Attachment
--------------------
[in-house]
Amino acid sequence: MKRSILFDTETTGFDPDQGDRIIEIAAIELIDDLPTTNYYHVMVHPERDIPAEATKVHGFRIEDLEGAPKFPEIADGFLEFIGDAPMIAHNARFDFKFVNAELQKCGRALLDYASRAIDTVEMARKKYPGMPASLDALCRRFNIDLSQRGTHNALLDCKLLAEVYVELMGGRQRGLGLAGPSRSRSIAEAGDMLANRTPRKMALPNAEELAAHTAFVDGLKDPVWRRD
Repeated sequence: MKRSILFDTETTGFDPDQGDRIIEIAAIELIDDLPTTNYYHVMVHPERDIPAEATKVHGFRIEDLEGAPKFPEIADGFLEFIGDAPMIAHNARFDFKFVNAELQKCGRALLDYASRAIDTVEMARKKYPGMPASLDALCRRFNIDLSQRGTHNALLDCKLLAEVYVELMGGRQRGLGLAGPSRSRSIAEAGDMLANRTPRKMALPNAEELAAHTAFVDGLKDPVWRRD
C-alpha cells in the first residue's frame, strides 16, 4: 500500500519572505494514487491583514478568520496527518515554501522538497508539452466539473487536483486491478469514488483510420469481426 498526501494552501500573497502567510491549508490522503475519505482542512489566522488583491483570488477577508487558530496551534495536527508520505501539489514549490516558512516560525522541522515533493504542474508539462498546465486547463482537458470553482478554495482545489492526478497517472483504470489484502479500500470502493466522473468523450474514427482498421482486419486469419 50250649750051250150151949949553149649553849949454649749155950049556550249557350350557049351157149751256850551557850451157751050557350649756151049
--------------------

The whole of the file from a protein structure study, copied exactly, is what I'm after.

[in-house]
Amino acid sequence: MKRSILFDTETTGFDPDQGDRIIEIAAIELIDDLPTTNYYHVMVHPERDIPAEATKVHGFRIEDLEGAPKFPEIADGFLEFIGDAPMIAHNARFDFKFVNAELQKCGRALLDYASRAIDTVEMARKKYPGMPASLDALCRRFNIDLSQRGTHNALLDCKLLAEVYVELMGGRQRGLGLAGPSRSRSIAEAGDMLANRTPRKMALPNAEELAAHTAFVDGLKDPVWRRD
Repeated sequence: MKRSILFDTETTGFDPDQGDRIIEIAAIELIDDLPTTNYYHVMVHPERDIPAEATKVHGFRIEDLEGAPKFPEIADGFLEFIGDAPMIAHNARFDFKFVNAELQKCGRALLDYASRAIDTVEMARKKYPGMPASLDALCRRFNIDLSQRGTHNALLDCKLLAEVYVELMGGRQRGLGLAGPSRSRSIAEAGDMLANRTPRKMALPNAEELAAHTAFVDGLKDPVWRRD
C-alpha cells in the first residue's frame, strides 16, 4: 500500500519572505494514487491583514478568520496527518515554501522538497508539452466539473487536483486491478469514488483510420469481426 498526501494552501500573497502567510491549508490522503475519505482542512489566522488583491483570488477577508487558530496551534495536527508520505501539489514549490516558512516560525522541522515533493504542474508539462498546465486547463482537458470553482478554495482545489492526478497517472483504470489484502479500500470502493466522473468523450474514427482498421482486419486469419 50250649750051250150151949949553149649553849949454649749155950049556550249557350350557049351157149751256850551557850451157751050557350649756151049